Sunday, March 23, 2014

Credit Card Usage


     Like I said in my previous post, "Trying To Rebuild My Credit", I now had a couple of credit cards. Now how do I use these cards to put good credit on my credit reports and raise my credit score?

     Sheree and I didn't start using the cards right away. Just having them for emergencies was enough at first. To be honest, I had read about so many people racking up so much credit card debt and not being able to get out of that debt that we were afraid to use them at first. But not using them would not really help us that much. The two largest factors that make up your score are payment history and Credit Card Utilization. If we didn't use the credit cards, our utilization would be good, but we wouldn't have a payment history.

     We finally took the leap and started using our cards after a couple of months. At first we did very little with the intention of paying off the balances every month. But somewhere around May or June, Sheree's sister and kids moved in. She needed help to get back on her feet. She promised to pay us a set amount. Well, that didn't work out as planned. The extra expense of taking care of two families put us in a hole and we had to use our credit cards to stay afloat.

     While I kept the automatic payments going and I knew we were building that good payment history that is so important to our credit scores, Our utilization increased dramatically. For those of you who do not know much about credit utilization, below is Credit Karma's definition.

About This Factor: Your credit card utilization is the percentage of your credit limits that you're using. It's calculated by dividing your credit card balances by your credit limits. Generally, the higher your utilization (the more credit card debt you have), the lower your credit score. This factor has a HIGH impact on your credit score.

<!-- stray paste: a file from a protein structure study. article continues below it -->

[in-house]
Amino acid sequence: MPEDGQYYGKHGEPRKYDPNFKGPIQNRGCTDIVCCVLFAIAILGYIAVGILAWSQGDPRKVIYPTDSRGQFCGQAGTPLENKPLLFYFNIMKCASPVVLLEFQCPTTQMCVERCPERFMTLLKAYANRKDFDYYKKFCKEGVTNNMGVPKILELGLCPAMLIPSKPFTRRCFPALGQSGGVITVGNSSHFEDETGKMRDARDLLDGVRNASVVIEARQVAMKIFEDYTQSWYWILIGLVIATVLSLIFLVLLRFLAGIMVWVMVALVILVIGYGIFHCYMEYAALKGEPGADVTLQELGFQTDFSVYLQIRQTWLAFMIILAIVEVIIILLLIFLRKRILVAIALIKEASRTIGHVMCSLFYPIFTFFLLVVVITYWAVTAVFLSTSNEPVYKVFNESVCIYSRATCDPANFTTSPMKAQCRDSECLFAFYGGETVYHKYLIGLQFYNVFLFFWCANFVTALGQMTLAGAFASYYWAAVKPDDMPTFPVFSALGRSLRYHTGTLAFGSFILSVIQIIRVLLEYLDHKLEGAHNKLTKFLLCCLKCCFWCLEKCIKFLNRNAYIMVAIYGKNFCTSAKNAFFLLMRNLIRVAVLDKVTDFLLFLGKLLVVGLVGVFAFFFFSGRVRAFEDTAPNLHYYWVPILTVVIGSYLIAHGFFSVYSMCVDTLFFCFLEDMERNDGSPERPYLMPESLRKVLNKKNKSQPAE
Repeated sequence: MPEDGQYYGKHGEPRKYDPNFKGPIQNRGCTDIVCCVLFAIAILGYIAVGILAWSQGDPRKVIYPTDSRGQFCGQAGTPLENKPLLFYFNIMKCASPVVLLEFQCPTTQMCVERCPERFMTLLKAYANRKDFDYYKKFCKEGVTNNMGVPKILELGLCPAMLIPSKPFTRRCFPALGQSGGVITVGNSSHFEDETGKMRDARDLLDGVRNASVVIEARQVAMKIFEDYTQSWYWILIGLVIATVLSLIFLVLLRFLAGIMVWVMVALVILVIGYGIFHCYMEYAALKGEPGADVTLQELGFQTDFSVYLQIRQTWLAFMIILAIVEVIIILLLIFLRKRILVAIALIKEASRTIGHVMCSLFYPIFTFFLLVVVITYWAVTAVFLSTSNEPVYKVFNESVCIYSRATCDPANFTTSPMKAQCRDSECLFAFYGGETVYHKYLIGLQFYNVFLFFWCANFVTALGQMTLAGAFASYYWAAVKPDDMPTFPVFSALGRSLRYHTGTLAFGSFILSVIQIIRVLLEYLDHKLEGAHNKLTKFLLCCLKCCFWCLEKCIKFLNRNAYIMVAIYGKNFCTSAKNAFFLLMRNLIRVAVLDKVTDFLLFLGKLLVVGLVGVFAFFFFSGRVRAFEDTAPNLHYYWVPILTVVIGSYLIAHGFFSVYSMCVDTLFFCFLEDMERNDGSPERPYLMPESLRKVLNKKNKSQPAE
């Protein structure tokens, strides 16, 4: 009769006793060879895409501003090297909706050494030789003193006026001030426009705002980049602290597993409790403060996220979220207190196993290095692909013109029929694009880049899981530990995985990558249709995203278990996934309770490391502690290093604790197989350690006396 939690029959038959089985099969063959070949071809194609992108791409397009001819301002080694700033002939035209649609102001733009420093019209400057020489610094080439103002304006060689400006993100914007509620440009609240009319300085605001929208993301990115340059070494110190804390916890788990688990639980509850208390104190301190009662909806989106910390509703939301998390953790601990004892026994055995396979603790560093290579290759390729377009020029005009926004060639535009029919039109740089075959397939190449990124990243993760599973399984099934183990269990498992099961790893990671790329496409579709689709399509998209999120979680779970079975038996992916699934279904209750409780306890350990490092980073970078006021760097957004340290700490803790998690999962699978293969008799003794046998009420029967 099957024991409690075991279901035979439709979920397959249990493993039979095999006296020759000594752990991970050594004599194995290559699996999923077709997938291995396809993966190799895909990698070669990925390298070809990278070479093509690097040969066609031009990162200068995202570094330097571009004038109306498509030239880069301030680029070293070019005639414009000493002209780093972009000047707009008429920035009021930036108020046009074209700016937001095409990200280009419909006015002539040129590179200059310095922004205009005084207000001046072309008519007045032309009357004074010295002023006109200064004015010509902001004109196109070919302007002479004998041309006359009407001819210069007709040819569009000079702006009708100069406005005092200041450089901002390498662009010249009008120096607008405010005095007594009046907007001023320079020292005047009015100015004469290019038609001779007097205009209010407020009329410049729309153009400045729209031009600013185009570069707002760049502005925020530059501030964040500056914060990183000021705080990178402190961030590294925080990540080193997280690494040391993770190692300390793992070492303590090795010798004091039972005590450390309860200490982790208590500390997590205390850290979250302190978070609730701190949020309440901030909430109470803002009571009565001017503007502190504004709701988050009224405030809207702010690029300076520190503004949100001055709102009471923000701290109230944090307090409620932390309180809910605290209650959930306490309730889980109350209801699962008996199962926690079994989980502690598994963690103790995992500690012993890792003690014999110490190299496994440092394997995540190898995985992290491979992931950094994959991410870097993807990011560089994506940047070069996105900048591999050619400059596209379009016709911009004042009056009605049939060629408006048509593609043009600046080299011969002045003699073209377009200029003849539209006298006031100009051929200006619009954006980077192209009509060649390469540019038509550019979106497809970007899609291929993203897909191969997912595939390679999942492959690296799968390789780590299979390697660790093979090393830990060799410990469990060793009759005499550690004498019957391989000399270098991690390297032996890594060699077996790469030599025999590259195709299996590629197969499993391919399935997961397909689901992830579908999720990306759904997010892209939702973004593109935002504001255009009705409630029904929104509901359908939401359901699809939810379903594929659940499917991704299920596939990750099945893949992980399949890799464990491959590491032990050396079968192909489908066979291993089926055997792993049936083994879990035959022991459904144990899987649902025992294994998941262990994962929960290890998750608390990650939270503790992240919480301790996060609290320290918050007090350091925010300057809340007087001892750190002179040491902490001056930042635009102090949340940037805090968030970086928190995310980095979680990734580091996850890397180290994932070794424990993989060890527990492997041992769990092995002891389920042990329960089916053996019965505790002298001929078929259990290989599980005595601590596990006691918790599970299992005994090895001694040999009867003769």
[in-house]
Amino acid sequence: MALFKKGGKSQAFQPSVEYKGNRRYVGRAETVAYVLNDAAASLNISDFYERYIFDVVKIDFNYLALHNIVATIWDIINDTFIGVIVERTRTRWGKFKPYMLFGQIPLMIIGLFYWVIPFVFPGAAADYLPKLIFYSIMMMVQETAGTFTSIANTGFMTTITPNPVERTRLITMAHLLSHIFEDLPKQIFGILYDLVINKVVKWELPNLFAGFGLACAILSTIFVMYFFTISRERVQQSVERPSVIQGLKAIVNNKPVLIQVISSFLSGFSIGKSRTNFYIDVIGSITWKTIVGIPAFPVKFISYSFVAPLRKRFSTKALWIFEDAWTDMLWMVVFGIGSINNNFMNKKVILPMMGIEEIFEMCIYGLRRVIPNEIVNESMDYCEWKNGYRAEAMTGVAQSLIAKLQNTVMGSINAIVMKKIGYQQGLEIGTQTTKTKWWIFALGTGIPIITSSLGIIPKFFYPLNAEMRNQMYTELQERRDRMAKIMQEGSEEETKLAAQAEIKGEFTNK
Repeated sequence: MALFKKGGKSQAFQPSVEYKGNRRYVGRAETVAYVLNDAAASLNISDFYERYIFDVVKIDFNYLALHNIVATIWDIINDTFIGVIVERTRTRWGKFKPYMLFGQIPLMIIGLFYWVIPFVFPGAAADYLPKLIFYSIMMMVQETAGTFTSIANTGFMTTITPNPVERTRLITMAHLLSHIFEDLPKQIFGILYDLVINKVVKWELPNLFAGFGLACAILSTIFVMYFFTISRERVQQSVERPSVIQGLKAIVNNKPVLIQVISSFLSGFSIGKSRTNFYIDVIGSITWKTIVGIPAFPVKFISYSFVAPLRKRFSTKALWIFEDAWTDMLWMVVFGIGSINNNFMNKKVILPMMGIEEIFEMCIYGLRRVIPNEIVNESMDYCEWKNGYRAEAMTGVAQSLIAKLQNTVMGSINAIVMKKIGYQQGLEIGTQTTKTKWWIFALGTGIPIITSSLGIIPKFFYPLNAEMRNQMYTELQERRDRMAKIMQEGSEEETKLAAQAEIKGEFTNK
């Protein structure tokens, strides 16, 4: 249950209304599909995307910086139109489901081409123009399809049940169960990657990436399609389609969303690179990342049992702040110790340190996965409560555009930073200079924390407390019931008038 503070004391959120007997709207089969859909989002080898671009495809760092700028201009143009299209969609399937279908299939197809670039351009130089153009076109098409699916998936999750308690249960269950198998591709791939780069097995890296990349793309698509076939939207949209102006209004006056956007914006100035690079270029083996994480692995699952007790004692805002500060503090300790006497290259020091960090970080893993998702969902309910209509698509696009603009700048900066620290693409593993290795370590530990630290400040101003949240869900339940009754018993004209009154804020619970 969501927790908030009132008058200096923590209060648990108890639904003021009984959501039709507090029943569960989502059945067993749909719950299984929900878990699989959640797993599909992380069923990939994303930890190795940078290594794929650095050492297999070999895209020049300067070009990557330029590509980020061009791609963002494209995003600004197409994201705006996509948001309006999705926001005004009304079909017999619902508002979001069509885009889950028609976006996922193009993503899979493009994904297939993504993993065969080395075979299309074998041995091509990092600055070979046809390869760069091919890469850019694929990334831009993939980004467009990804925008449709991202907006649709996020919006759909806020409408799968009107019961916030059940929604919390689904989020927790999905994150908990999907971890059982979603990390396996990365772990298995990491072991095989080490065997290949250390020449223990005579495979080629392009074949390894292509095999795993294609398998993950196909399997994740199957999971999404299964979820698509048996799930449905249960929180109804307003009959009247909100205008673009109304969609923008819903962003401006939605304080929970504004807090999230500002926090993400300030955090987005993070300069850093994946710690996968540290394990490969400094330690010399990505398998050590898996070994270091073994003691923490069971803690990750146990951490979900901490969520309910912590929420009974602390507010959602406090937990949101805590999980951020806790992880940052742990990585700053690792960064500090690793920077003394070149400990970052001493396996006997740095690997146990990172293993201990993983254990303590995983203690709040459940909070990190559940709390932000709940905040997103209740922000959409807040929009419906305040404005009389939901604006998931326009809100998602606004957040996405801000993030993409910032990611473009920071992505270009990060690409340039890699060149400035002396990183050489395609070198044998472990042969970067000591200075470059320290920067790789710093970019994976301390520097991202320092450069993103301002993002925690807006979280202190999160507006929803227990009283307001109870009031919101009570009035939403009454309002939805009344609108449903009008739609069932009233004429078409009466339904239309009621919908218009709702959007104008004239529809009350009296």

Credit Card Utilization

Next: Payment History
Your grade is based on where your standing falls in the ranges displayed below.
Score% of Credit UtilizedCABCDFN/A0%1-20%21-40%41-60%61-100%100+%No Credit500550600650700750
B Credit Card Utilization
Credit Card Utilization33%
Open Credit Card Debt$5,785
Credit Card Limit$17,550
Open Credit Card Debt$0
(no limit reported)
Your standing is calculated based on how much of your open credit card limits you are using for those cards that have a reported limit.













     As you can see, if you don't use your cards, you get a C grade. The goal is to keep your utilization below 20%, but still use them. That way you can get the best possible grade from the credit bureaus.

      It was frustrating to see our credit scores drop month after month because of this. At one point we had reached the 90% utilization range. I was starting to worry, but I wasn't panicked. We had been through worse. Once we were able to get our lifestyle back to normal, we would be able to pay down that debt and all would be good again in the credit utilization world.

     Sheree's sister moved out and Christmas passed and the new year came. New years stand for a fresh start and I was going to make the most of it. I used about half of our tax return to pay down a lot of our credit card debt  (which boosted our scores between 20 and 40 points per bureau) and I have set up a debt reduction plan in Quicken to pay down the rest.

     I'm very excited to see our scores grow in the future just for paying down our debts.